City Population: 1,288,088
Language: SWAHILI AND ENGLISH
Currency: TANZANIAN SHILLING
Attractions: KILIMANJARO, MAASAI, SAFARI
The city of Arusha is one of Northern Tanzania's most popular destinations and a hub for travellers. Known as the gateway to the Northern Safari Circuit, Arusha is also a great jumping-off point for Mount Kilimanjaro. Travellers often stop to enjoy the Maasai markets and traveller hangouts before embarking on the tough, but immensely rewarding trek to Africa’s highest point.
Another major draw is undoubtedly the nearby Ngorongoro crater. This immense volcanic caldera formed around 3 million years ago is home to a huge concentration of wildlife and is the perfect place to spot the elusive big 5.
Arusha has plenty of bars and restaurants to keep you entertained, whether you want a taste of Tanzanian food and music or just pizza and a beer. Students tend to group together to travel at weekends, heading out to the Serengeti, Ngorongoro Crater or Lake Manyara, or flying to Zanzibar – it’s just a short journey to the paradise island.
Food, accommodation and staff
In each of our destinations we have a large, secure Work the World house - your home for the duration of your placement. Our base in Arusha looks out onto Mount Meru, smaller than Kilimanjaro but no less impressive. It is home to up to 32 students during the busiest periods and has a large lounge, gazebo and a garden where you can relax or brush up on your Swahili – free lessons are included.
Each house has its own team of staff employed from the local community, available 24/7. Meals are included and we try to combine local specialities with home favourites to keep everyone happy and well fed. Specific dietary requests are catered for and the kitchen is always open for snacks and fresh drinking water. Once a week we run our legendary Work the World barbecues, which our fun-loving Arusha staff enjoy just as much as our students!More about our team in Arusha
Working with Arusha's hospitals and community
It is important to us that the people working with our students benefit from the placement fees that we pay each hospital. We make regular donations to departments at both hospitals and sponsor English language lessons for staff.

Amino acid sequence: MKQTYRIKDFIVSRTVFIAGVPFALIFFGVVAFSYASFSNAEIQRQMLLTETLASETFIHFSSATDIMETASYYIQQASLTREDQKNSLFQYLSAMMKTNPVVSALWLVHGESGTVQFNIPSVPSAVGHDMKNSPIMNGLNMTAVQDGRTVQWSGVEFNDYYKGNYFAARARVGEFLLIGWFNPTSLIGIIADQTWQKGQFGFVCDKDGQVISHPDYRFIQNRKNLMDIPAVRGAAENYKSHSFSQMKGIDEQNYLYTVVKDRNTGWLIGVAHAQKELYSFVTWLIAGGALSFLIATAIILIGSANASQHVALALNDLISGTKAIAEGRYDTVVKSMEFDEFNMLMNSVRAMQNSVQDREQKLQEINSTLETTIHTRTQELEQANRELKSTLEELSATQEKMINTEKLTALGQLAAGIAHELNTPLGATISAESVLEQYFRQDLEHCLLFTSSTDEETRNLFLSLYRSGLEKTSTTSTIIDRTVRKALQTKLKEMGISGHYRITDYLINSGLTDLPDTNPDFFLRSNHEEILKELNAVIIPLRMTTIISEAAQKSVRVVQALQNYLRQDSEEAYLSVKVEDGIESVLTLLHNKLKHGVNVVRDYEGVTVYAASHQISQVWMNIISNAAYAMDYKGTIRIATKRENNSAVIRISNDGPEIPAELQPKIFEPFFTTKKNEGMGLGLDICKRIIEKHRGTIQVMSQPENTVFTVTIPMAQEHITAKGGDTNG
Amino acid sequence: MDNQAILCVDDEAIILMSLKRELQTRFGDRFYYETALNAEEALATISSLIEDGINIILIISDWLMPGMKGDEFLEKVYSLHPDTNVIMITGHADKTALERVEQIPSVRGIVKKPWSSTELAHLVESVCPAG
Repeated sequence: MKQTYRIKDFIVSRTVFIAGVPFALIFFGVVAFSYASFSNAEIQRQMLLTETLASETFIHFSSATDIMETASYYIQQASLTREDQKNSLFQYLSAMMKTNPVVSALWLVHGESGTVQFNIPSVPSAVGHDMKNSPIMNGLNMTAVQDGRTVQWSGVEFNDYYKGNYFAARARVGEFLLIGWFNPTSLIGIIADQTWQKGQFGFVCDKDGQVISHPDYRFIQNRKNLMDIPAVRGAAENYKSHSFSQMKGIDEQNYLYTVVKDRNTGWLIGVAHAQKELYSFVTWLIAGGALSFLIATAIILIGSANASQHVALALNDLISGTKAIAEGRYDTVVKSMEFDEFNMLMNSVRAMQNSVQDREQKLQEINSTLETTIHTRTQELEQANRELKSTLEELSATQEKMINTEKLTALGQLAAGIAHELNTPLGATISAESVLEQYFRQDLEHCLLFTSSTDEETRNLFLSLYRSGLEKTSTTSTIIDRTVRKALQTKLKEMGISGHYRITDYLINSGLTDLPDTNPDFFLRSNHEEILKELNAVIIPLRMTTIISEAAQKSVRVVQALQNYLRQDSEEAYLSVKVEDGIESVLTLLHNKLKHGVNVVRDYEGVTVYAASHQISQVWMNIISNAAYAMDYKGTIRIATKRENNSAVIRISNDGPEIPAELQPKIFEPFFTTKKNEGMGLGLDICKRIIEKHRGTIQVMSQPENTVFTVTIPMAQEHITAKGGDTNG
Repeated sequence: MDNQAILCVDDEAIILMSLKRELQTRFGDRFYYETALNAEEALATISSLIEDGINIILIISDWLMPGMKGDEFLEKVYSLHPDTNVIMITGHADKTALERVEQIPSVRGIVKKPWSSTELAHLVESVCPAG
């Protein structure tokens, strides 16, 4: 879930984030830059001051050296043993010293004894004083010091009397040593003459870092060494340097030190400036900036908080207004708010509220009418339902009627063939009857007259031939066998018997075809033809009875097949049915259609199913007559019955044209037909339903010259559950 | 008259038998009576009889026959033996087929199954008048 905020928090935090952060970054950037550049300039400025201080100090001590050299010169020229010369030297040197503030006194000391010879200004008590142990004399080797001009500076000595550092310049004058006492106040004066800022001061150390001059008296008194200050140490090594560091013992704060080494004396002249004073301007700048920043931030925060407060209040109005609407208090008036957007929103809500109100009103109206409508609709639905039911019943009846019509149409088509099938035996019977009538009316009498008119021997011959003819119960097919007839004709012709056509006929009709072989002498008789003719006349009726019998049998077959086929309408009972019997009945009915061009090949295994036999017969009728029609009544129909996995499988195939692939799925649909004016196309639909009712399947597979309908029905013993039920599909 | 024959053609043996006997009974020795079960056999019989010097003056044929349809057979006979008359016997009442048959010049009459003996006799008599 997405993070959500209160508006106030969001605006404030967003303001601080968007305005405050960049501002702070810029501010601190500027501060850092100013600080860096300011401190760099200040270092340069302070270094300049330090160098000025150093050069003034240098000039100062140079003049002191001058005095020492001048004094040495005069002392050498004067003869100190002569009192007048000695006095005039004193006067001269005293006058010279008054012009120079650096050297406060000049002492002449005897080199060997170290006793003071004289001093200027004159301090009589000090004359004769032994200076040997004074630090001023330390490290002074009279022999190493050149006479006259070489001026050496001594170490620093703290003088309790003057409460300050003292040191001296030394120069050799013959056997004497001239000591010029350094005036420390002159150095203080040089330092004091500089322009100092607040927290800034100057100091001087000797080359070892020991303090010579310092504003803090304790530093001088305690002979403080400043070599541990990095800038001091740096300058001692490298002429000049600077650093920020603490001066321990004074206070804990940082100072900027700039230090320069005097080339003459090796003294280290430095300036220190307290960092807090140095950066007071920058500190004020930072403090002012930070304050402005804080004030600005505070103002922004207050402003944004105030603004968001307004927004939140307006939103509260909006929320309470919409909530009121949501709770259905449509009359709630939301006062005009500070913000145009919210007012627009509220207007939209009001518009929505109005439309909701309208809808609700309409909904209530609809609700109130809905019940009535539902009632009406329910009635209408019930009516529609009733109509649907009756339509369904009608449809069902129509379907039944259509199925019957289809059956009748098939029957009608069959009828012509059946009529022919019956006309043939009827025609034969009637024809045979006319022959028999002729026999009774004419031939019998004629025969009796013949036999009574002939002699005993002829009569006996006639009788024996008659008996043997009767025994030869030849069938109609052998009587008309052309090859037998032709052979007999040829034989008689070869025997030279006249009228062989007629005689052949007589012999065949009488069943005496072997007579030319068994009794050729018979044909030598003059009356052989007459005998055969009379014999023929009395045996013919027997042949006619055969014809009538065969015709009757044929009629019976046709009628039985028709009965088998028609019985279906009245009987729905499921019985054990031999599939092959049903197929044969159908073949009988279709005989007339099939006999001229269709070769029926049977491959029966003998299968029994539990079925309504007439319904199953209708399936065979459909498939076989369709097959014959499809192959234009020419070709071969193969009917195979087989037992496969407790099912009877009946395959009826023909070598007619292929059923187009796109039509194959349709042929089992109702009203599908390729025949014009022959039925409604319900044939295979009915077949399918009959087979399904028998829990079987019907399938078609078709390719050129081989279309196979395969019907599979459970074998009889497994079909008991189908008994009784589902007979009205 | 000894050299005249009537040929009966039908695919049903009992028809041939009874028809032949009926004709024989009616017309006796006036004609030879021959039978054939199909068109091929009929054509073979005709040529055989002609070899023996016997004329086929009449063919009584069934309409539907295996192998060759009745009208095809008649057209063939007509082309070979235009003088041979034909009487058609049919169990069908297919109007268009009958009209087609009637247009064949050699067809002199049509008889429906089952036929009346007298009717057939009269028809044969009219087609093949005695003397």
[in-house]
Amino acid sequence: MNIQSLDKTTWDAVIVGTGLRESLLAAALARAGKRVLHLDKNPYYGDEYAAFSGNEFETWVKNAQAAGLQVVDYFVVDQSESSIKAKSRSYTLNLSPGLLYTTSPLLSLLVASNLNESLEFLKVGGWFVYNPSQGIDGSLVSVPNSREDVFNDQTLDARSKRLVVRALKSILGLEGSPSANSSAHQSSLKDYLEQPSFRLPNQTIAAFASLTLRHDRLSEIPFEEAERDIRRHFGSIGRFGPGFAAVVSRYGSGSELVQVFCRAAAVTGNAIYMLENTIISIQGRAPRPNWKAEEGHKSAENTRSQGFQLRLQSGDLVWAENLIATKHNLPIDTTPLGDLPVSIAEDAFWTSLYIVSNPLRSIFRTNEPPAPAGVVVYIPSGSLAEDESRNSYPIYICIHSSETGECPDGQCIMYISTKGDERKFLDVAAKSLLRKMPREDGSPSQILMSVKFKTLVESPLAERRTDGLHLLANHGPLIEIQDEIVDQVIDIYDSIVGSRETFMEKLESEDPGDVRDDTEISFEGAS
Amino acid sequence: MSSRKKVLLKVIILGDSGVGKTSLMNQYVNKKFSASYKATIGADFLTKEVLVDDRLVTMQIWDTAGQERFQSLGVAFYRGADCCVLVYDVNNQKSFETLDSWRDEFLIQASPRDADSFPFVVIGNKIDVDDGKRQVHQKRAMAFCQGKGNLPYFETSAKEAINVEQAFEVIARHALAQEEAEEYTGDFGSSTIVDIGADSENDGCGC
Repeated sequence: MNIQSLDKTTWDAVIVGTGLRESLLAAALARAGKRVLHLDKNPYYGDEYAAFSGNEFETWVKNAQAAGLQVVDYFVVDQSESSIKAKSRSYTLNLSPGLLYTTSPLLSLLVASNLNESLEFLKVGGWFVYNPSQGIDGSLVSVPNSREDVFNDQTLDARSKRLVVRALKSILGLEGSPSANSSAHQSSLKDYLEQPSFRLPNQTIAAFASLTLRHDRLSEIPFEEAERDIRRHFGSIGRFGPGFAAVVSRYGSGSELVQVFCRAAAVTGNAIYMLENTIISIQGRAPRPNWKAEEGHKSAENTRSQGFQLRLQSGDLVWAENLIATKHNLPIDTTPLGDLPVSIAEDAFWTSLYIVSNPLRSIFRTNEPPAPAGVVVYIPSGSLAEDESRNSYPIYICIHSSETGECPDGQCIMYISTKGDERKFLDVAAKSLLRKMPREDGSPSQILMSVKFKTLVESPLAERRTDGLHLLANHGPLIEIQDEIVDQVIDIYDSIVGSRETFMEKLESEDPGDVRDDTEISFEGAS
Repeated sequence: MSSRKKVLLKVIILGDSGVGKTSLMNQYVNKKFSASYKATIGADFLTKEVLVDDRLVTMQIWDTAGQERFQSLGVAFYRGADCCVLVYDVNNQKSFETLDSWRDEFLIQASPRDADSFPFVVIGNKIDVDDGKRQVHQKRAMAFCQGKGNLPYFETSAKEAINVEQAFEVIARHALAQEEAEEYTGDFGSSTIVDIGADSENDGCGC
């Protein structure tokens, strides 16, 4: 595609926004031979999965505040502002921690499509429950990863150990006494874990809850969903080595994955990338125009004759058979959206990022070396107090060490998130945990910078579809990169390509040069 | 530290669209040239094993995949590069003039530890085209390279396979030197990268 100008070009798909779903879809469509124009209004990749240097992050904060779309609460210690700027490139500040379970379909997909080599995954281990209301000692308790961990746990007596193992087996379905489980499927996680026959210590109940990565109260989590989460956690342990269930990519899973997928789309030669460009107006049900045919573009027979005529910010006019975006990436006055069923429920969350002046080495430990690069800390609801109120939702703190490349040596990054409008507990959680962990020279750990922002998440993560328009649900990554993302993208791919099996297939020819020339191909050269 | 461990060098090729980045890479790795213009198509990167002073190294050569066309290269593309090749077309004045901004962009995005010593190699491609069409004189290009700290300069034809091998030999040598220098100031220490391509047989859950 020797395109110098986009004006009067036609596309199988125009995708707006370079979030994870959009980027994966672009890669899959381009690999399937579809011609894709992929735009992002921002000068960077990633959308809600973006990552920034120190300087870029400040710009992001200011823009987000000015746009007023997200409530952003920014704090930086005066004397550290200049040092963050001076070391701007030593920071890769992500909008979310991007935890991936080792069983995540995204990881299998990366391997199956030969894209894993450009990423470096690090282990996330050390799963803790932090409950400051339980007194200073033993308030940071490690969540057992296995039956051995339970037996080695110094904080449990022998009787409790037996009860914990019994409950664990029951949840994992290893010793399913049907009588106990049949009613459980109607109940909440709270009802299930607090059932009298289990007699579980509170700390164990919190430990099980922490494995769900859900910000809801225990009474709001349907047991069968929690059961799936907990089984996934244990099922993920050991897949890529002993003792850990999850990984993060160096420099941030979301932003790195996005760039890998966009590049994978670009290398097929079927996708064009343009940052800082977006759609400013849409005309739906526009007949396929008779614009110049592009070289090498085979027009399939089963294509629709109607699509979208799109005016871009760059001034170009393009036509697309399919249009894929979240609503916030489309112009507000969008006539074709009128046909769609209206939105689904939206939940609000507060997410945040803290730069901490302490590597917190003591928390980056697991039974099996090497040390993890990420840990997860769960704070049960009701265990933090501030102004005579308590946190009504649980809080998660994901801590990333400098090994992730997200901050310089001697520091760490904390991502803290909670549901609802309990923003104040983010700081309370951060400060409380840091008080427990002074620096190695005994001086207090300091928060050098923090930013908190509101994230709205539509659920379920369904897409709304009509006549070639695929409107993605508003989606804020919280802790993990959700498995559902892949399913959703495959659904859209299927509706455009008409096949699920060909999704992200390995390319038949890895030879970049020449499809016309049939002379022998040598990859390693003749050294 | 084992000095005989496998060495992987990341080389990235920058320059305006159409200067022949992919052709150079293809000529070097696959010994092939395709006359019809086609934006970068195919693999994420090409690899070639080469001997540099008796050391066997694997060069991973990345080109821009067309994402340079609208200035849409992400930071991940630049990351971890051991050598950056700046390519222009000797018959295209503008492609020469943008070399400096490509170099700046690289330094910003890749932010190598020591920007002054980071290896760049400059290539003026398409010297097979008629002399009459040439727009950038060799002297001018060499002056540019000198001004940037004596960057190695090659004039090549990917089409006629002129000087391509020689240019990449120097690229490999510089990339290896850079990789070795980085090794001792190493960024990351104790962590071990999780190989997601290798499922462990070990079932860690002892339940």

We support local customs, giving personal gifts to individual supervisors to show our appreciation for the mentorship they provide. Recently we made a large donation to several departments at the government hospital; including sterile gloves, thermometers, feeding tubes, a BP machine, scissors, thermometers, speculums, giving bags, gauze, aprons, scalpels, glucose test strips, syringes and needles and cannulae in different sizes.
We also work closely with an orphanage in Arusha and run outreach clinics for the kids.
In 2014, Work the World donated over $350,000 to our partner hospitals around the globe.more about our global impact
Village Healthcare Experience
The Maasai’s distinctive clothing, customs and lifestyle have long enchanted the world, and you will see many red and purple robes in Arusha as the tribesmen come in to the city to trade or take advantage of the services.
To truly understand what life is like for this most famous of tribes, we have developed a unique Village Healthcare Experience, offering you the chance to spend a week living within a semi-nomadic community. Working alongside a dispensary clinical officer will introduce you to a side of the Maasai few have experienced and it is fascinating to find out how modern healthcare is used alongside more traditional methods and how healthcare staff must balance treatment with the culture and traditions of the tribe.More about the Village Experience
Their way may be different in our eyes but to them that is how they manage and practice.
Tonia Dunn, University of Brighton 2015Read More
...it was amazing to watch their strength and to see so much normality of women naturally birthing their babies.
Kerry Exon, Keele University 2015Read More
If you disagree with a management plan, don’t be too quick to judge, there may be a reason behind the madness and you may just not be aware of it.
Ashlee Burgess, University of Western Australia 2015Read More